The U.S. Fish and Wildlife Service was directly appropriated $250 million in new funding under the Inflation Reduction Act of 2022 (IRA) for significant climate and conservation projects. These projects will help rebuild and restore units of the National Wildlife Refuge System and State Wildlife Management areas and provide capacity for activities related to recovery planning and implementation for threatened and endangered species.
The IRA, signed by President Biden on Aug. 16, 2022, supports the work of the Service and its conservation partners, and helps local, state, and Tribal communities tackle the climate crisis while advancing endangered species priorities and environmental justice.
Service Inflation Reduction Act Focus Areas
The Inflation Reduction Act of 2022 provides critical funding that will allow the Service to increase the resiliency of habitats and infrastructure to help the national wildlife refuges withstand severe and unanticipated weather events. The funding also provides additional resources for addressing backlogs related to recovery planning and recovery needs for at-risk and listed species.
National Wildlife Refuge System Resiliency
The Service received $121.25 million, available until Sept. 30, 2026, to rebuild and restore units of the National Wildlife Refuge System and partnering State Wildlife Management Areas that have been affected by adverse weather events. With this portion of IRA funding, the Service will prioritize projects to promote coastal resilience and climate adaptation, address threats, and provide for additional data collection needed to support successful natural resource resilience. The Service will work with state partners to complete geographically diverse, large-scale projects that are mutually beneficial for these conservation areas, including projects that benefit historically underserved communities and Tribal interests.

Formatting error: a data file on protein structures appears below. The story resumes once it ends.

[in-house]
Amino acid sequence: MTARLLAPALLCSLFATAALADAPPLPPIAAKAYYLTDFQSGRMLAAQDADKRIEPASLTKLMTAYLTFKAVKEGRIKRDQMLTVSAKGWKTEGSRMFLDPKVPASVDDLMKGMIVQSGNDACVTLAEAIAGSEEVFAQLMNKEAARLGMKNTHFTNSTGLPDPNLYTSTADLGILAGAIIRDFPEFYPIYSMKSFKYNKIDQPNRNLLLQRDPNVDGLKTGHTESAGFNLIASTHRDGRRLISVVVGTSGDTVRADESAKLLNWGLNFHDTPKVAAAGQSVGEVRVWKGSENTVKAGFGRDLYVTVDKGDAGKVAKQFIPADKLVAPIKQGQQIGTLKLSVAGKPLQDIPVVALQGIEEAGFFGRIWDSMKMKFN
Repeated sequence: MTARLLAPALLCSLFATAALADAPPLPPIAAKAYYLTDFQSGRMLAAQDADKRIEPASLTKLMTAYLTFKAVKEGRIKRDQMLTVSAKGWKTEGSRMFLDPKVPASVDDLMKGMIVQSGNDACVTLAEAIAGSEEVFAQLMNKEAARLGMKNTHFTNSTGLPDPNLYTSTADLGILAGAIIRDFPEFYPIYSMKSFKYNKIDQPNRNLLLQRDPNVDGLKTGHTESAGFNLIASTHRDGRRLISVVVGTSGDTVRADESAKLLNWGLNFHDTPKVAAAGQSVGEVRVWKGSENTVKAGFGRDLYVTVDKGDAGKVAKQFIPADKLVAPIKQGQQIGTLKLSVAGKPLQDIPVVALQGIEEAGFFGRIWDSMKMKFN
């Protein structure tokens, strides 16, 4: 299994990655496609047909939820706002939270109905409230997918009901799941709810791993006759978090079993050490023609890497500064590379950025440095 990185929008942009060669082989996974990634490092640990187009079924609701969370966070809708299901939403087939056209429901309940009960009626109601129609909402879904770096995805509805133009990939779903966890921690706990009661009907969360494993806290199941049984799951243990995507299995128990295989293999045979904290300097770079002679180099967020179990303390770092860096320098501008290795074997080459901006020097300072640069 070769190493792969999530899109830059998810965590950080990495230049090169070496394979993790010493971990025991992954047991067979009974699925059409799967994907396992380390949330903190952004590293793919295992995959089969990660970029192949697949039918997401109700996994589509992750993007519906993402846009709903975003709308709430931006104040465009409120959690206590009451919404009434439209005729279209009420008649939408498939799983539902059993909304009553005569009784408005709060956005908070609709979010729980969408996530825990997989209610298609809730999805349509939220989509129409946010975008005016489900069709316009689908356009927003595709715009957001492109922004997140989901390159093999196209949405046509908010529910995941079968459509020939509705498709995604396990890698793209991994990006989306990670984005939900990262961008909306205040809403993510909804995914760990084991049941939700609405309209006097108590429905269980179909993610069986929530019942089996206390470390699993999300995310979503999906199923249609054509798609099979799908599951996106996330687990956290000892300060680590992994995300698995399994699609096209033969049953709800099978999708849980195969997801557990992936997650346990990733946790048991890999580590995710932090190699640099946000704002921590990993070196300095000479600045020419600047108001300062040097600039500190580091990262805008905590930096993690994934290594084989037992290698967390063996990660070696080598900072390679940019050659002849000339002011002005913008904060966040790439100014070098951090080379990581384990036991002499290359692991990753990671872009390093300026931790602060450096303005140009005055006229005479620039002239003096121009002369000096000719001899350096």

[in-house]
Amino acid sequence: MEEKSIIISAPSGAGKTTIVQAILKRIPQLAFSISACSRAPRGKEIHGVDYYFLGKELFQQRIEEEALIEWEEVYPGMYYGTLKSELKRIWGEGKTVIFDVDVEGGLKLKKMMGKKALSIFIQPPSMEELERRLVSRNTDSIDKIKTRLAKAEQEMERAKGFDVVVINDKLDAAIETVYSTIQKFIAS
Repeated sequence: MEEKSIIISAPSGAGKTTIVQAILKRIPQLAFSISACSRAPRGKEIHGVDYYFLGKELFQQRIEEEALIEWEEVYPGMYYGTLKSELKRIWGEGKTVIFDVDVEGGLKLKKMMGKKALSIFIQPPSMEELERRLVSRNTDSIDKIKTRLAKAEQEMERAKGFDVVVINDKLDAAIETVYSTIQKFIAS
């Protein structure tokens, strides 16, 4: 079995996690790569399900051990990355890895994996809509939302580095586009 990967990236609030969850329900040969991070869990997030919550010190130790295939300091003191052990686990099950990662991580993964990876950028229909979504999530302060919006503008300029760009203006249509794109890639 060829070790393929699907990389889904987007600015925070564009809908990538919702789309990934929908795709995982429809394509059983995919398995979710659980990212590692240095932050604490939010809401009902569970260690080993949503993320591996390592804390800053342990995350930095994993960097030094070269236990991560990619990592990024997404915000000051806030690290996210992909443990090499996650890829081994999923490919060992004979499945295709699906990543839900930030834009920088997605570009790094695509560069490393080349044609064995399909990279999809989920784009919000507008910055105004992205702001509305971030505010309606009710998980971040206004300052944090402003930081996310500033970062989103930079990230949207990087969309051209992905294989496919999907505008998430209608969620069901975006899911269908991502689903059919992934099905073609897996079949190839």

Projects, location and total funding available through Fiscal Year 2026
- Albemarle-Pamlico Sound restoration, North Carolina ($27.25M)
- Working together on a landscape conservation approach for a climate resilient Northern Forest, Maine, Massachusetts, Michigan, Minnesota, New Hampshire, New Jersey, New York, Pennsylvania, Vermont, Wisconsin ($25M)
- Prairie Pothole Region - landscape conservation and restoration, Iowa, Minnesota, Montana, North Dakota, South Dakota ($23M)
- Lower Mississippi River Valley nature-based resiliency, Arkansas, Louisiana, Mississippi, Tennessee ($20M)
- Upper Mississippi and Illinois River nature-based resiliency and restoration, Illinois, Iowa, Missouri, Minnesota, Wisconsin ($10M)
- Bison management and grasslands habitat improvements across several Service refuges ($7.5M)
- Nature-based solutions to support the endangered Yaqui fish species on San Bernardino National Wildlife Refuge, Arizona ($7M)
- Acquisition of LiDAR Data over National Wildlife Refuge System lands in partnership with the 3D Elevation Program (3DEP), Nationwide ($1M)
- Charles M. Russell National Wildlife Refuge and UL Bend National Wildlife Refuge Grasslands and Nature-based Resiliency, Montana ($500,000)
Endangered Species Act Recovery Planning
The Service received a $62.5 million investment to address Endangered Species Recovery Planning efforts that will be implemented over the next several years to benefit more than 300 species currently listed under the Endangered Species Act (ESA).
This infusion of funding will allow the Service to hire additional biologists so we can ensure recovery plans are in place to provide the roadmaps for on-the-ground implementation actions that are necessary to recover species and remove them from the Endangered Species list. Biologists will initially focus efforts on recovery planning for the 32 threatened and endangered species (photo album of some of the 32) that have completed Species Status Assessments.
The purpose of the ESA is to conserve endangered and threatened species and the ecosystems on which they depend. The ESA is extraordinarily effective at preventing species from going extinct and has inspired action to conserve at-risk species and their habitat before they need to be listed as threatened or endangered. More than 99 percent of all listed species are still with us today since the ESA was signed into law in 1973. As a result of the ESA, more than 100 species of plants and animals have been delisted based on recovery or downlisted from endangered to threatened.